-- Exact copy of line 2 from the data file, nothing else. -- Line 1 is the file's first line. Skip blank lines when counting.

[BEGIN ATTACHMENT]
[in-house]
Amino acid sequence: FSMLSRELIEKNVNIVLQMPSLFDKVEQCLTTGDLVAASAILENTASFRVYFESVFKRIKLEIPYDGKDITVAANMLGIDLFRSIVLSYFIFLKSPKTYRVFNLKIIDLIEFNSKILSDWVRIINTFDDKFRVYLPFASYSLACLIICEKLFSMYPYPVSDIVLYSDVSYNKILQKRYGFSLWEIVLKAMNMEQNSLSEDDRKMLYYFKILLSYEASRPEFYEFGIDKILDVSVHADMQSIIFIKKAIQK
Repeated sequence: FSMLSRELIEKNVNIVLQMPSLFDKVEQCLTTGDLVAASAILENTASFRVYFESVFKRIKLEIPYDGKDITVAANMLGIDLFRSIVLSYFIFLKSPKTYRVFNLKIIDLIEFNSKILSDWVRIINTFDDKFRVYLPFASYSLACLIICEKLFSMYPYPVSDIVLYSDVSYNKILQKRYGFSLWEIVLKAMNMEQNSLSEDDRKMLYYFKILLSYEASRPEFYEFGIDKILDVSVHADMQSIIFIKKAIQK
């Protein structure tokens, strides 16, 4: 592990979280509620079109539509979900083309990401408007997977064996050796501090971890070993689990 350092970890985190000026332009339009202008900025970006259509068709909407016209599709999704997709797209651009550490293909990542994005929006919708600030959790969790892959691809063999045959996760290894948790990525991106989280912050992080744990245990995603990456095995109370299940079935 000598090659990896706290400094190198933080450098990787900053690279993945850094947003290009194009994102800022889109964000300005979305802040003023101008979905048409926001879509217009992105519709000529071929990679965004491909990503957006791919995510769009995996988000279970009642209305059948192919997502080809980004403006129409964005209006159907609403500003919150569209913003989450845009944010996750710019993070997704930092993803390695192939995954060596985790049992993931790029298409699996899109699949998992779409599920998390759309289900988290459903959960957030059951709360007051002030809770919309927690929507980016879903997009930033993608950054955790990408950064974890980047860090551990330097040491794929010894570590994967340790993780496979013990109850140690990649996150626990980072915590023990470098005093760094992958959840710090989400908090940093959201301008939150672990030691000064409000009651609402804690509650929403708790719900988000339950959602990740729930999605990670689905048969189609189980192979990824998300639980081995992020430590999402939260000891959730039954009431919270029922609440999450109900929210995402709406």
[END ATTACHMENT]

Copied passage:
Amino acid sequence: FSMLSRELIEKNVNIVLQMPSLFDKVEQCLTTGDLVAASAILENTASFRVYFESVFKRIKLEIPYDGKDITVAANMLGIDLFRSIVLSYFIFLKSPKTYRVFNLKIIDLIEFNSKILSDWVRIINTFDDKFRVYLPFASYSLACLIICEKLFSMYPYPVSDIVLYSDVSYNKILQKRYGFSLWEIVLKAMNMEQNSLSEDDRKMLYYFKILLSYEASRPEFYEFGIDKILDVSVHADMQSIIFIKKAIQK